Weight Control and Smoking Cessation (cont.)
In this Article
- Weight control and smoking cessation introduction
- Will I gain weight if I stop smoking?
- What causes weight gain after quitting?
- Can I avoid weight gain?
- Accept yourself
- Get regular, moderate-intensity physical activity
- Limit snacking and alcohol
- Consider using medication to help you quit
- Consider getting professional advice about weight control
- Will weight gain hurt my health?
- Find a local Family Physician in your town
Limit snacking and alcohol
Having more high-fat, high-sugar snacks and alcoholic drinks may lead to weight gain when you quit smoking. The ideas below may help you make healthy eating and beverage choices as you quit smoking.
Tips for Healthy Eating and Beverage Selections as You Quit
- Do not go too long without eating. Being very hungry can lead to less healthy food choices.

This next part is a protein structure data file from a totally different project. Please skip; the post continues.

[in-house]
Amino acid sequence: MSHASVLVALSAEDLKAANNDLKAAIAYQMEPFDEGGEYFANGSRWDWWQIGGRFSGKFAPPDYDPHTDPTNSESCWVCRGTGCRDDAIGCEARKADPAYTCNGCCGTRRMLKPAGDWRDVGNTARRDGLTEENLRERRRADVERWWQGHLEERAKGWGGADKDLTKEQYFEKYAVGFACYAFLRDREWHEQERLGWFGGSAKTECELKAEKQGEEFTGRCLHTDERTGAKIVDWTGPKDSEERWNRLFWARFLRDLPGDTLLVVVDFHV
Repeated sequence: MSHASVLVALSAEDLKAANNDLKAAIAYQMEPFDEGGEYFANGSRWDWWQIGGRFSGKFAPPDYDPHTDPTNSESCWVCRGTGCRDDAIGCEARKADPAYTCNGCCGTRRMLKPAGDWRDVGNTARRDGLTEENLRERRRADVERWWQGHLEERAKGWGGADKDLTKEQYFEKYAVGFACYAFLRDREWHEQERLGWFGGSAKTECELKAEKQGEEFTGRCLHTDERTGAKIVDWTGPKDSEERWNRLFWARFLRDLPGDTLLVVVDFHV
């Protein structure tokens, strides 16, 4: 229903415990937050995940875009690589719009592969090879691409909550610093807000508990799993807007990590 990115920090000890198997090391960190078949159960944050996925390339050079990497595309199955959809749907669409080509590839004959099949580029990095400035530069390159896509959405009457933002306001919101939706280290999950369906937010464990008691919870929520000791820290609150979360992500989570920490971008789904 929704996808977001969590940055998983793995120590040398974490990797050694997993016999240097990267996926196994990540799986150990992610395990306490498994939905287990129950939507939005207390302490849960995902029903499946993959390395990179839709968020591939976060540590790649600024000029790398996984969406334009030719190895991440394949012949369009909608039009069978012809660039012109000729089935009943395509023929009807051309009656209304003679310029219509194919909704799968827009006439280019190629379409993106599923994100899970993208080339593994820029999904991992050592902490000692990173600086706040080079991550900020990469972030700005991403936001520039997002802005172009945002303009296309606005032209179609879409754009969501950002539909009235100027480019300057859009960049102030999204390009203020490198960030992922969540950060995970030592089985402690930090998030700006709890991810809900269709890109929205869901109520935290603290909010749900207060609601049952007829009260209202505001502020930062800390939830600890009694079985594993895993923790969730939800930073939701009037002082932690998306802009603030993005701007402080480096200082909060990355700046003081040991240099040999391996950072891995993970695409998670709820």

- Eat enough at meal times to satisfy you, but try not to overeat. Eat slowly so you can pick up on your body's signals that you are full.
- Choose healthy snacks, such as fresh fruit or canned fruit packed in its own juices, low-fat air-popped popcorn, or fat-free yogurt when you are hungry between meals.
- Do not deny yourself an occasional treat. If you crave ice cream, enjoy a small serving, which is 1/2 cup.
- Choose an herbal tea, hot cocoa made with fat-free milk, or sparkling water instead of an alcoholic beverage.
Consider using medication to help you quit
Talk to your health care provider about medications that may help you quit smoking. Some people gain less weight when they use medication.
Medications That May Help You Quit Smoking
Nicotine replacement therapy, including the patch, gum, lozenges, nasal spray, and inhaler.
- Antidepressant medication.
- The patch, lozenges, and gum are available without a prescription from your health care provider.
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